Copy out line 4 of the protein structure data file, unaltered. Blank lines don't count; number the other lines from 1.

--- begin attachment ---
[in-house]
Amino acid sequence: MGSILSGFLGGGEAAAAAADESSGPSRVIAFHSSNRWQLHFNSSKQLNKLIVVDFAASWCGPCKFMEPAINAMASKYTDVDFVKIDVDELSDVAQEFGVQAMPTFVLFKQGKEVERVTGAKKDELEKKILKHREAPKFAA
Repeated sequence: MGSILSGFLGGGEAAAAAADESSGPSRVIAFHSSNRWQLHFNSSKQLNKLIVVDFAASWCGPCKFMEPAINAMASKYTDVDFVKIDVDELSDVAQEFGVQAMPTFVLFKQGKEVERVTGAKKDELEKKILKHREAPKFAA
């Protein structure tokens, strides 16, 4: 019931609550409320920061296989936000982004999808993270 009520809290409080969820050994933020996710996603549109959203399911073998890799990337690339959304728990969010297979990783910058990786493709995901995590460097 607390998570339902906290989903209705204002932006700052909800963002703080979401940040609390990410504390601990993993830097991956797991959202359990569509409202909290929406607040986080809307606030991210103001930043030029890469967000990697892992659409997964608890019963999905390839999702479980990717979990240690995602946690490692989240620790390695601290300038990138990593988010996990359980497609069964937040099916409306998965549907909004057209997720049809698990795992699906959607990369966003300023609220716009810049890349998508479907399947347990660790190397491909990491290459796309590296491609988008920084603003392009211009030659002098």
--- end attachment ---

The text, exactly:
């Protein structure tokens, strides 16, 4: 019931609550409320920061296989936000982004999808993270 009520809290409080969820050994933020996710996603549109959203399911073998890799990337690339959304728990969010297979990783910058990786493709995901995590460097 607390998570339902906290989903209705204002932006700052909800963002703080979401940040609390990410504390601990993993830097991956797991959202359990569509409202909290929406607040986080809307606030991210103001930043030029890469967000990697892992659409997964608890019963999905390839999702479980990717979990240690995602946690490692989240620790390695601290300038990138990593988010996990359980497609069964937040099916409306998965549907909004057209997720049809698990795992699906959607990369966003300023609220716009810049890349998508479907399947347990660790190397491909990491290459796309590296491609988008920084603003392009211009030659002098």